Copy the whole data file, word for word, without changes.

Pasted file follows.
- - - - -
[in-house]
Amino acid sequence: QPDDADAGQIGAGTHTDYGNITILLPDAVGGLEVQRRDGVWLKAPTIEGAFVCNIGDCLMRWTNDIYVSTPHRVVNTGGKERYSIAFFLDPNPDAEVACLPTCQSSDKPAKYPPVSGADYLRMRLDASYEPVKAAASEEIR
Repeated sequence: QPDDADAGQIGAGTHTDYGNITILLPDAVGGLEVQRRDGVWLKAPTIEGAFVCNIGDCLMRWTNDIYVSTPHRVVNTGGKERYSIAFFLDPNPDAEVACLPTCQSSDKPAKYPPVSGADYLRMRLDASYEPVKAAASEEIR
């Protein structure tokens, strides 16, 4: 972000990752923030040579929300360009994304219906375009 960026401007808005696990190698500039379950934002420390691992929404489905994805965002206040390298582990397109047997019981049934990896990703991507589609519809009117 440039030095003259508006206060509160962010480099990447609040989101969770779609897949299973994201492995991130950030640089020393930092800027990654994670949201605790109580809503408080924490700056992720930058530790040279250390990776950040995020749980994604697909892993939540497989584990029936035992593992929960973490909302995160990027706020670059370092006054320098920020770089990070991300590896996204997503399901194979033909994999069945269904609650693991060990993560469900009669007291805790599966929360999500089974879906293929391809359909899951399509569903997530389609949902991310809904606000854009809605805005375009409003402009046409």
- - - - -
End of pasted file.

[in-house]
Amino acid sequence: QPDDADAGQIGAGTHTDYGNITILLPDAVGGLEVQRRDGVWLKAPTIEGAFVCNIGDCLMRWTNDIYVSTPHRVVNTGGKERYSIAFFLDPNPDAEVACLPTCQSSDKPAKYPPVSGADYLRMRLDASYEPVKAAASEEIR
Repeated sequence: QPDDADAGQIGAGTHTDYGNITILLPDAVGGLEVQRRDGVWLKAPTIEGAFVCNIGDCLMRWTNDIYVSTPHRVVNTGGKERYSIAFFLDPNPDAEVACLPTCQSSDKPAKYPPVSGADYLRMRLDASYEPVKAAASEEIR
């Protein structure tokens, strides 16, 4: 972000990752923030040579929300360009994304219906375009 960026401007808005696990190698500039379950934002420390691992929404489905994805965002206040390298582990397109047997019981049934990896990703991507589609519809009117 440039030095003259508006206060509160962010480099990447609040989101969770779609897949299973994201492995991130950030640089020393930092800027990654994670949201605790109580809503408080924490700056992720930058530790040279250390990776950040995020749980994604697909892993939540497989584990029936035992593992929960973490909302995160990027706020670059370092006054320098920020770089990070991300590896996204997503399901194979033909994999069945269904609650693991060990993560469900009669007291805790599966929360999500089974879906293929391809359909899951399509569903997530389609949902991310809904606000854009809605805005375009409003402009046409």